Dr Jay Dubashi
The princely states may have disappeared from the map, but the maharajahs are still very much there, though in different form. The new maharajahs do not strut about festooned with necklesses of gold and pearls, but they have more money power than the old satraps, though they do not flaunt their wealth as the old maharajahs used to do. There are business maharajahs and there are political maharajahs and between them they own and control more wealth than the Reserve Bank.
Take the business maharajahs first. Last month we saw one of them nearly come to grief when his airplanes were grounded one after another because he could not pay the bills. Since the planes cannot fly without fuel, and you cannot manage fuel unless you pay for it, the poor fellow had to go around begging for cash, but, for some reason, his friends, the political maharajahs, could not help him. He then tried for a bail-out, but that too came to nothing. One or two banks were willing but the necessary signals did not come through, and, at the moment of writing, his planes still remain grounded.
The man is a liquor tycoon, running a business inherited from his father, but being a maharajah, he did not stick only to liquor. He seems to have his bejewelled fingers in all sorts of pies, from cricket to motor racing, almost all of them totally unrelated to liquor. It is obvious that the political maharajahs have apparently decided to teach him a lesson, for reasons of their own, and have decided to leave him twisting in the wind, until he starts grovelling before them, as they all do when their money – or other people’s money they are playing with – is at stake.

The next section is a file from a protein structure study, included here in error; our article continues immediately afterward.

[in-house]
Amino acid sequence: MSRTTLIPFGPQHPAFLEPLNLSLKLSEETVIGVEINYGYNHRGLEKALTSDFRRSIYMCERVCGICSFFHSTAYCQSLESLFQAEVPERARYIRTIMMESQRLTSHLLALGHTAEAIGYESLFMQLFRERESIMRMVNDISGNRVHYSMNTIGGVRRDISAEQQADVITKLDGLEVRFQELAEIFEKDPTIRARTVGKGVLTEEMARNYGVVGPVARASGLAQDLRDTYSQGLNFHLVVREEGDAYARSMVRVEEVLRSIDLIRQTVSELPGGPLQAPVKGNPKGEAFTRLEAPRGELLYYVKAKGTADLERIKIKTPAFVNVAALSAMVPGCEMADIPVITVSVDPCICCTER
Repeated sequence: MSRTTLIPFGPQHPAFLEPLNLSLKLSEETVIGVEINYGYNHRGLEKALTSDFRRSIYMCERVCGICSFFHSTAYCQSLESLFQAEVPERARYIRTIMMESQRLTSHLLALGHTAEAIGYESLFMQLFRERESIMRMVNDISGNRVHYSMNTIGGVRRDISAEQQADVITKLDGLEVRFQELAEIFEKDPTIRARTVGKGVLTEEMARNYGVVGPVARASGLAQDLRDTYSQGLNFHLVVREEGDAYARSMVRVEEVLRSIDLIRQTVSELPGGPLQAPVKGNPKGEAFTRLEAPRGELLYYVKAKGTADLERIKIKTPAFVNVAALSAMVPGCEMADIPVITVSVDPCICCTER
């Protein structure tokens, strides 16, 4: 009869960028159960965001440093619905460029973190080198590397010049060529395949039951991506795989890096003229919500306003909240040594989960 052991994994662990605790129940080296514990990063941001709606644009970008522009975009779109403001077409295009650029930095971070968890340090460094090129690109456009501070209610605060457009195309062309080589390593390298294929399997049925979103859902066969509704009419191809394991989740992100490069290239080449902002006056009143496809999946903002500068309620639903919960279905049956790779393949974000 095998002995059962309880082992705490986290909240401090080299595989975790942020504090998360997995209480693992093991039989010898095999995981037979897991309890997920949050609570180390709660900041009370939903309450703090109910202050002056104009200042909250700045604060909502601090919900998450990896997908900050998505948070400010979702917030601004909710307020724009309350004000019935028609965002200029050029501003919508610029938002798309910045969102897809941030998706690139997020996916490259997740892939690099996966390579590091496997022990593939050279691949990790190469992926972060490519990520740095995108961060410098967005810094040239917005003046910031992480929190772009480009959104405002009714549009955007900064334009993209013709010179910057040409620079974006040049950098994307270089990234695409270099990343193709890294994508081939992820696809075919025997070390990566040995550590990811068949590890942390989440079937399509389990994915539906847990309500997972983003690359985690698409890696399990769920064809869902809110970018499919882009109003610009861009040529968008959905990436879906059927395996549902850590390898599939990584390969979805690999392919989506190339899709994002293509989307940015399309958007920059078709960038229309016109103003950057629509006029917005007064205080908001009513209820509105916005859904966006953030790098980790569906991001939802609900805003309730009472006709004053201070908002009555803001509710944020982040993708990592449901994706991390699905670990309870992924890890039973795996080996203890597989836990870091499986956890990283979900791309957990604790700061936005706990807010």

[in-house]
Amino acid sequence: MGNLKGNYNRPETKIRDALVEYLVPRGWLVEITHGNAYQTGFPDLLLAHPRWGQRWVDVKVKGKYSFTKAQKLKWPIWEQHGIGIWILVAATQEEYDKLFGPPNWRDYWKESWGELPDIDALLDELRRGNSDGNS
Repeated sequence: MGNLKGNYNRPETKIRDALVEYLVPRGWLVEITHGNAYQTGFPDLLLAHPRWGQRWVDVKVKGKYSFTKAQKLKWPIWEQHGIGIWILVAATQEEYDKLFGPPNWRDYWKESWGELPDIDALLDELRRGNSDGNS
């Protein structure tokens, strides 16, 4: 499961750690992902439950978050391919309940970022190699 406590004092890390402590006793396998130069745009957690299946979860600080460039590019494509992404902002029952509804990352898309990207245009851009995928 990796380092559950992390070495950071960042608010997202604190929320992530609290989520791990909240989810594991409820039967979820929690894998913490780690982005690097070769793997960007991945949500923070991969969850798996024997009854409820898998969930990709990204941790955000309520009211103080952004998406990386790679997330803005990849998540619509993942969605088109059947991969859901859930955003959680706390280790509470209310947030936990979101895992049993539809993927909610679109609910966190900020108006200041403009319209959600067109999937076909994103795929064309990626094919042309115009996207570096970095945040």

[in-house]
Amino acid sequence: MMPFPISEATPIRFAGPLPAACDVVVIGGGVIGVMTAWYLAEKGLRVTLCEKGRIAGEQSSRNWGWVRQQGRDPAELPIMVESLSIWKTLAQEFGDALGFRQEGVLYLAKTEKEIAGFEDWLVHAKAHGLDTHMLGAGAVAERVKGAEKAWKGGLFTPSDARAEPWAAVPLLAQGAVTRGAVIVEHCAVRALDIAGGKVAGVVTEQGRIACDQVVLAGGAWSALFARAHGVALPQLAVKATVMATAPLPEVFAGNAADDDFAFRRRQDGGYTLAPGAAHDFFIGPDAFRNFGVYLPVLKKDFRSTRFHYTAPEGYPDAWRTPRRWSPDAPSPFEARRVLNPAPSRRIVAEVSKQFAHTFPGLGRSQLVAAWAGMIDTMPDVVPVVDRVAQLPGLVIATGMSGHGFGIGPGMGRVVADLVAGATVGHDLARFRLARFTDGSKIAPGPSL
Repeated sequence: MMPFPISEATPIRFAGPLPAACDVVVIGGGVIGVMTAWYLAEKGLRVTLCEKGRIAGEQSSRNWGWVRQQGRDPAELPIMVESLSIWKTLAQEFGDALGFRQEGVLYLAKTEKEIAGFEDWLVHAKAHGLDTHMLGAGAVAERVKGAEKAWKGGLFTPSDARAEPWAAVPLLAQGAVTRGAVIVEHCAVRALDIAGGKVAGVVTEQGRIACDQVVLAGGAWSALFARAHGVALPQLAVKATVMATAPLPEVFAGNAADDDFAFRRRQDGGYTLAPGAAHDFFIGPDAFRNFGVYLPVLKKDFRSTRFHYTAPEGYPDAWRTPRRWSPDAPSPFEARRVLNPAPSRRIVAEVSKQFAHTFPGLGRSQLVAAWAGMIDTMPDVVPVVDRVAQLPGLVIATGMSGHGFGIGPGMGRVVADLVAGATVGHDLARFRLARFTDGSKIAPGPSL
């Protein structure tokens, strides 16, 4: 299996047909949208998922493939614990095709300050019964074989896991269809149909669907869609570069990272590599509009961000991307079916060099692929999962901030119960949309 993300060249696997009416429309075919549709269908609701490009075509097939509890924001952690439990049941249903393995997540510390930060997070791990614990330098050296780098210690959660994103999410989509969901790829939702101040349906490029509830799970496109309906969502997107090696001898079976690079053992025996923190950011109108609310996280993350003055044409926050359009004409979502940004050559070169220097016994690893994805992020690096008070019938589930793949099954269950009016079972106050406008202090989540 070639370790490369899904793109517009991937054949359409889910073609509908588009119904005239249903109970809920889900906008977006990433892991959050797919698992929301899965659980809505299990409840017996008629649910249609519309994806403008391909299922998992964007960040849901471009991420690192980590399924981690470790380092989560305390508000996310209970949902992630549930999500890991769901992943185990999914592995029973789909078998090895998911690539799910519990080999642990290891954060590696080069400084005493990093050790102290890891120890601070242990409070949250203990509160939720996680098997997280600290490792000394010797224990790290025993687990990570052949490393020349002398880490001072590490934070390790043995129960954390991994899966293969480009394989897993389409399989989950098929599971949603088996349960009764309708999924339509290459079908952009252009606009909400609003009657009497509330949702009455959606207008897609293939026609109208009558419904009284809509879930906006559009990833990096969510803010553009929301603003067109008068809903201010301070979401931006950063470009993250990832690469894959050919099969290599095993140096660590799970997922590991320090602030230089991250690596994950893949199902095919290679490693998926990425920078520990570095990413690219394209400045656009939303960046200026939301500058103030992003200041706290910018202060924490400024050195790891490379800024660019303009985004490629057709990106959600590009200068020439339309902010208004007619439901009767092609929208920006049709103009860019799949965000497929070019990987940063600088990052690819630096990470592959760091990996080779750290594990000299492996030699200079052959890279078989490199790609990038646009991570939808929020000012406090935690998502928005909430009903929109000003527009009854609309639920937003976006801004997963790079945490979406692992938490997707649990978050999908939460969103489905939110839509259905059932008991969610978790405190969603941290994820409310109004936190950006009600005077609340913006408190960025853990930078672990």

The political maharajahs play a different type of game, but not all succeed at it. A small-time politician, who hailed from Bihar, and later settled down in Mumbai, the city of gold, was recently hauled before the courts for making too much money, so much that he himself did not know, or pretended, not to know, how much money he had-amassed. The man came to Mumbai as a hawker, with nothing more on his back than a towel, acquired a thela and started selling bananas from door to door. This was way back in the seventies.
Within years he had joined the Congress, a favourite nattering hole for such people, and gone up one rung after another, until, over the years, he rose to become the president of the city Congress committee, a position of vantage for people who are fed up with bananas and have other more substantive things on their mind. Soon, he was a proud owner of five big flats in Mumbai, half a dozen posh limousines, a 25,000-acre mango orchard, not in Bihar but in Ratnagiri, and dozens of bank accounts stuffed with cash. The man is semi-literate and can barely utter a sentence but he became an MLA and also a minister. And there are photographs of him with the big-wigs of Delhi, including those in Janpath, a sign that he had eyes on Delhi too, and would have succeeded but for a slightly inconvenient encounter with the police in Mumbai.